The proliferation of the WannaCry ransomware last week unequivocally justifies Apple’s steadfast refusal to help the FBI break into an iPhone 5c used by one of the San Bernardino terrorists. As a quick refresher, the FBI last year wanted Apple engineers to create a brand new version of iOS that would allow them to skirt around iOS security measures. As a precaution, a security setting in iOS wipes a device clean after 10 erroneous passcode entry attempts. The FBI, as a result, tried to force Apple to release a specialized version of iOS that would not include this security limitation.
Apple abhorred the very idea from the get-go, with Tim Cook going so far as to say that the FBI wanted Apple to create something that it viewed as “the software equivalent of cancer.” From Apple’s vantage point, creating software capable of circumventing important iOS security mechanisms was a monumental risk as there is no way to guarantee that the customized software wouldn’t eventually fall into the wrong hands.
An attack of this magnitude involving so many missteps raises plenty of questions while delivering a sobering reminder: If actual cybercriminal professionals improved on the group’s methods, the results could be even graver.
I get it. Culture is changing rapidly and radically. The methods we have used successfully for decades have become ineffective, even counter-productive. Heaven? Spiritual laws? Bible verses? These no longer spark spiritual interest. Evangelism training isn’t what it used to be, but in many cases is uncertain of what it should be.
This frustration is actually good news. Good because it is causing us to reimagine how we think about evangelism… and, whether we like it or not, forcing us to redesign training tools and equipping experiences.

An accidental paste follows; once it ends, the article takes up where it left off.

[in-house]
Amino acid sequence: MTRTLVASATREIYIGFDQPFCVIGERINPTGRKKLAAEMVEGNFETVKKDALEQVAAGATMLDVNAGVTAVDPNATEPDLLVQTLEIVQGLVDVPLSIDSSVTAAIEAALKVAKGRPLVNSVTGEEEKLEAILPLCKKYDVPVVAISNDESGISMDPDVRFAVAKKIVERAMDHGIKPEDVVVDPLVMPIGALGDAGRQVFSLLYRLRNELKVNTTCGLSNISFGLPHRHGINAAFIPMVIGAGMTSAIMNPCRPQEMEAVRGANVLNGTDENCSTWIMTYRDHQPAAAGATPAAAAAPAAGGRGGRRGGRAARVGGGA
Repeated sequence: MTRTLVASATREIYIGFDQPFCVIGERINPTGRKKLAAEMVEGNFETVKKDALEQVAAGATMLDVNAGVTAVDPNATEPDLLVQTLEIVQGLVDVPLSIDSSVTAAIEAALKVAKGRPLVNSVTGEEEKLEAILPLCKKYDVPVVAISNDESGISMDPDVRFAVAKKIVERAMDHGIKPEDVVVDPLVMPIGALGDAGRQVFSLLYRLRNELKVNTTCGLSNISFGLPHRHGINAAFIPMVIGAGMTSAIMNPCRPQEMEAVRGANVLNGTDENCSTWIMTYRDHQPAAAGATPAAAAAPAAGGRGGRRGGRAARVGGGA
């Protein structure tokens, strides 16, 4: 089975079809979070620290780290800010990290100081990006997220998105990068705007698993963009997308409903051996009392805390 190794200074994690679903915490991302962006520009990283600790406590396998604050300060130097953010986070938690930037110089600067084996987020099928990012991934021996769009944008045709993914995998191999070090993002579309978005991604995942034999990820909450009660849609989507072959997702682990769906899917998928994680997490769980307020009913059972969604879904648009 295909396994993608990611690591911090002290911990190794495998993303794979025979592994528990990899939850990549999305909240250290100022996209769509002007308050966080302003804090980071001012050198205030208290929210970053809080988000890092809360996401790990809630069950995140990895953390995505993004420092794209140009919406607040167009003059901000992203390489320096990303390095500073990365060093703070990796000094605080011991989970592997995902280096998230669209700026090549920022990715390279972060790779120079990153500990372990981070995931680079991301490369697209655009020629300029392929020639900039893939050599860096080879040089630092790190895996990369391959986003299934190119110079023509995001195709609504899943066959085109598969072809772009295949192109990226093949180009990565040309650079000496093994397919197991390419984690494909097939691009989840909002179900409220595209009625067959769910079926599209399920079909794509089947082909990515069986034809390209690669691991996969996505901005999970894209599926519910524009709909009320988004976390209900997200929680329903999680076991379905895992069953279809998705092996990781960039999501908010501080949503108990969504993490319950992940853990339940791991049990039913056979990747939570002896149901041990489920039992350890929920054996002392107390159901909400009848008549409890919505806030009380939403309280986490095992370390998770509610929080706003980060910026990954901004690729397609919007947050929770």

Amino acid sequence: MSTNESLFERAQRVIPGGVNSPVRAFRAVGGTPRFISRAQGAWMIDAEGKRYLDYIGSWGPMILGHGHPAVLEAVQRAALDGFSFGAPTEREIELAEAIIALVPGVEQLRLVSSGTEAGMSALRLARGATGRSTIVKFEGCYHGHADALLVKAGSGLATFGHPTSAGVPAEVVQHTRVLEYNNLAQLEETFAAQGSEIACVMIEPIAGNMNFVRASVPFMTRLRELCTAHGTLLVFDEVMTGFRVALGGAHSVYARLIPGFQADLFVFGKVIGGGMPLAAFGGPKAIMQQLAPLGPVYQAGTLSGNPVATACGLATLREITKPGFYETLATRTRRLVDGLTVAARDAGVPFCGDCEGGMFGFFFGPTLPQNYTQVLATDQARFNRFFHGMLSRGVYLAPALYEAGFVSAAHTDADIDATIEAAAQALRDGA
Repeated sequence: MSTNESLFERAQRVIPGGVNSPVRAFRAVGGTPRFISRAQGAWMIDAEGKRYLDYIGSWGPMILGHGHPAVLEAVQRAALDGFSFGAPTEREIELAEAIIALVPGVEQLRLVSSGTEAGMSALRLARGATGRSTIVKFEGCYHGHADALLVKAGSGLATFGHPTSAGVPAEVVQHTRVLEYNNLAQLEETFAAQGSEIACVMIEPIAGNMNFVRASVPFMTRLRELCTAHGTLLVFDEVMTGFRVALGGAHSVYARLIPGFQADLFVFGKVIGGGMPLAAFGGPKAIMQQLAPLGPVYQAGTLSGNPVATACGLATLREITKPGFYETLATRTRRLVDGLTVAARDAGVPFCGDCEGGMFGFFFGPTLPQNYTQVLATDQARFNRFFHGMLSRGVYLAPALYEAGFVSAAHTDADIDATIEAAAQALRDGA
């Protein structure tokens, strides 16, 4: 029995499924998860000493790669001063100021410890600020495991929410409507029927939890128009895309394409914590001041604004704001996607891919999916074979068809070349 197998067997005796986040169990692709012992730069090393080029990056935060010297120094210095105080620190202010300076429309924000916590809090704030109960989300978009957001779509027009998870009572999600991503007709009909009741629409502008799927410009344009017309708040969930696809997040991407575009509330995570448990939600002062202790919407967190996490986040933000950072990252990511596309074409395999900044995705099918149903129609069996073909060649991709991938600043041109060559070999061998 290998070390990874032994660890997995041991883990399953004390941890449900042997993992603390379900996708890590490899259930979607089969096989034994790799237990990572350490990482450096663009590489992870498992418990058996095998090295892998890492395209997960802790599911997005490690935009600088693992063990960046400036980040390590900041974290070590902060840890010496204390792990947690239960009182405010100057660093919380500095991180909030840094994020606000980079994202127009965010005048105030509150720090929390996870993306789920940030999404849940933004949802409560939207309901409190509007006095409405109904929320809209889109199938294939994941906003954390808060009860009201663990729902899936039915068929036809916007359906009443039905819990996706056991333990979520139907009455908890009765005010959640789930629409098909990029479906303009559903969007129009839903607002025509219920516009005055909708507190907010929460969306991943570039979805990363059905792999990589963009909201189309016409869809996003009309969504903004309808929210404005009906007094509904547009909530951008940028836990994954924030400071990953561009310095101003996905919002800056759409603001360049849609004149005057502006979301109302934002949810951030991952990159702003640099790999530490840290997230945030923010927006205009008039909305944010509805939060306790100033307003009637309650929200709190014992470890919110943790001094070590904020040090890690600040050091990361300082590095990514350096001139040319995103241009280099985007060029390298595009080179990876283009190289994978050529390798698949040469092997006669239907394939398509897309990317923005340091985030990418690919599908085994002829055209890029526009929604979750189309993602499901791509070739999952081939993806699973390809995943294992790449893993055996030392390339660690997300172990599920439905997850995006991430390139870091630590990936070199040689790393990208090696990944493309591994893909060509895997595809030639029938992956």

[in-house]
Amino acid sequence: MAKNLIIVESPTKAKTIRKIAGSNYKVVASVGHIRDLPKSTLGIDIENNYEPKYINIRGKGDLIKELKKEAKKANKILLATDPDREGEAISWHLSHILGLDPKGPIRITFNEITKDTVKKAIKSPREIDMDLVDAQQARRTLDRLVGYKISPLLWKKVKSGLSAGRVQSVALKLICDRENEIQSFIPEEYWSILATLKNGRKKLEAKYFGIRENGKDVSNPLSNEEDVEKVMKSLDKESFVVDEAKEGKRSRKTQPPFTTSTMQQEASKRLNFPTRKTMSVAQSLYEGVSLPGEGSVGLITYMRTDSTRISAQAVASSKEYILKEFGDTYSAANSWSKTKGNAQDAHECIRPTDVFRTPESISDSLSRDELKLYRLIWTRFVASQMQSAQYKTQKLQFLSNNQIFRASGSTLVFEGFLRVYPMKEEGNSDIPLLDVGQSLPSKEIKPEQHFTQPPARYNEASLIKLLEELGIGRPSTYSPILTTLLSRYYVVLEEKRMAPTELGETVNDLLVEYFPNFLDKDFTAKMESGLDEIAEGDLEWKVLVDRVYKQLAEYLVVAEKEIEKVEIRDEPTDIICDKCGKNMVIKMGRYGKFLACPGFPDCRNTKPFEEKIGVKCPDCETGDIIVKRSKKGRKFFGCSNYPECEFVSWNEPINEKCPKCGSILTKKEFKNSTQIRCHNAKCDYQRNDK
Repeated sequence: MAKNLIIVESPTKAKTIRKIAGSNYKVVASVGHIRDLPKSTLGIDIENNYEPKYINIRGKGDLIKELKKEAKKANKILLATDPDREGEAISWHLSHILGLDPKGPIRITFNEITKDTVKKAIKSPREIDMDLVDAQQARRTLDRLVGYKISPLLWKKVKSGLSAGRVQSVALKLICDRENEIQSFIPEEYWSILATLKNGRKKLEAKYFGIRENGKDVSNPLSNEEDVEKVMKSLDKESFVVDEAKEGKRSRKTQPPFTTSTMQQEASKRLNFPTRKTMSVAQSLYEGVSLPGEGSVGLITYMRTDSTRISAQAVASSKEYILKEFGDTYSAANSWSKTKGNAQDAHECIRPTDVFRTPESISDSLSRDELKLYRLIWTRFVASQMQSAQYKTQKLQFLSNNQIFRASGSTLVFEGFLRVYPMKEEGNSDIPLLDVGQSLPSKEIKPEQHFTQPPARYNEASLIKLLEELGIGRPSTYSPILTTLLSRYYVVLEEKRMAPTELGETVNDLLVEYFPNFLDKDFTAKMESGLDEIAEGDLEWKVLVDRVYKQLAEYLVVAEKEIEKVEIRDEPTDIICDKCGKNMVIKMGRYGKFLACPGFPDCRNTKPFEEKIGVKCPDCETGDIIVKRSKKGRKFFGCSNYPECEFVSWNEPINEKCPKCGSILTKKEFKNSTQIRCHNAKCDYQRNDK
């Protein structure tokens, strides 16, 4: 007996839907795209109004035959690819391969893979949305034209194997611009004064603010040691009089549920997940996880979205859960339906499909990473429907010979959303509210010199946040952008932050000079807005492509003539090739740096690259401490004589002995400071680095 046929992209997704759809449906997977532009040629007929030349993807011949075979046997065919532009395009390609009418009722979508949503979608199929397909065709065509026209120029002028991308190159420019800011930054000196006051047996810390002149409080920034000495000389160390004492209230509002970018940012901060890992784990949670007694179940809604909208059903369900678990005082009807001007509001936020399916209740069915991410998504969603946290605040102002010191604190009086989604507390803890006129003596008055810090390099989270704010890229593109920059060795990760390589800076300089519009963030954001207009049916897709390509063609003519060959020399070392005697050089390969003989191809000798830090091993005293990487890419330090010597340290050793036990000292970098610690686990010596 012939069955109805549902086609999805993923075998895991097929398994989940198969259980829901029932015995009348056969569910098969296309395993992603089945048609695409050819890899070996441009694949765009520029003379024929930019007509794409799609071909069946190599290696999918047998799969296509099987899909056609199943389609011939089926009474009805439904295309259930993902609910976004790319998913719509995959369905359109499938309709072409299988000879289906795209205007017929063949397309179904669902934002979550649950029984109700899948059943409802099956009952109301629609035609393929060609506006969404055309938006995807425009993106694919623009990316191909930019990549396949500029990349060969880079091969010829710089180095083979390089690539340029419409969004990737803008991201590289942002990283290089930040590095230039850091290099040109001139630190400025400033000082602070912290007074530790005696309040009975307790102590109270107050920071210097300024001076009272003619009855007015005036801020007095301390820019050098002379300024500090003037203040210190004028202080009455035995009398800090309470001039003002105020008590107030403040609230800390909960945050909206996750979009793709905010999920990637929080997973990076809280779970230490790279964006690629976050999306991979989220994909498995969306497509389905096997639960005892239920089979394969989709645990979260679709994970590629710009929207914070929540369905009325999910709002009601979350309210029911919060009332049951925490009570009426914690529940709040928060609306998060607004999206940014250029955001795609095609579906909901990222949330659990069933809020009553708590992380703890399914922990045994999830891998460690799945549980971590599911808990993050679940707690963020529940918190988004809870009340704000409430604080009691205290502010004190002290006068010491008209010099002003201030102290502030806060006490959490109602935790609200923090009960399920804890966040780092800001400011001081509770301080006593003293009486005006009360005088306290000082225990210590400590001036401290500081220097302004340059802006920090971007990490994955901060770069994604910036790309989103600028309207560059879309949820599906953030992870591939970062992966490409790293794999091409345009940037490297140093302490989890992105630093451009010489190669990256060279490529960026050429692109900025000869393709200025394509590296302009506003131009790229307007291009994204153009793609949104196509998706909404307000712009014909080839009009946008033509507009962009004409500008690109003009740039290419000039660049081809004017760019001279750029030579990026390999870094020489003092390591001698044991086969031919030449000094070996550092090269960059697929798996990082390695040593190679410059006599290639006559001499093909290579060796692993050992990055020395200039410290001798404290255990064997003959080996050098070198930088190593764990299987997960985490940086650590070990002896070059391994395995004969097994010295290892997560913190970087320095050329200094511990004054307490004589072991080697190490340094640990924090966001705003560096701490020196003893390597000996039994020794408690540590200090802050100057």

When they told me all the possible side effects of chemo, I felt kinda like I did as a kid getting that shot. Like bolting out of the recliner before that first bag starts dripping.
But for now, it’s the best option to beat the disease, and it’s so much better than it used to be.
The point isn’t to use any one example but to go beyond the traditional lecture by creating an environment in which students actively participate in class. You may experience some difficulty, even reluctance doing this. If so, take baby steps. Do one thing at a time. But do something, because professors who continue giving traditional lectures might just find themselves replaced by a video.
A substantial share of adults in Central and Eastern Europe hold traditional views of the role of women and the family, according to a recent Pew Research Center survey of 18 nations in the region. This is especially true in the 10 countries surveyed with Orthodox Christian majorities.
This may be as a good a time as any to offer Richard Goldstein’s confession. It isn’t anything he has tried to hide, and, in fact, he mentioned it briefly in his 2015 memoir, “Another Little Piece of My Heart.” But the revelation may be startling to Beatles fans, who have devoted their lives to interpreting every lyric, recording flourish and photograph presented by their band.
The stereo Goldstein used for his review was broken.
Repeat. The guy who slammed “Sgt. Pepper” in the New York Times had a busted speaker.
This isn’t exactly the first time Pachulia has been accused of dirty play. The “Zaza is dirty” train left the station a long time ago. In fact, this four-minute compilation of his dirty play, which features the plays Popovich mentioned during his rant, was published on YouTube back in February, long before Sunday’s incident.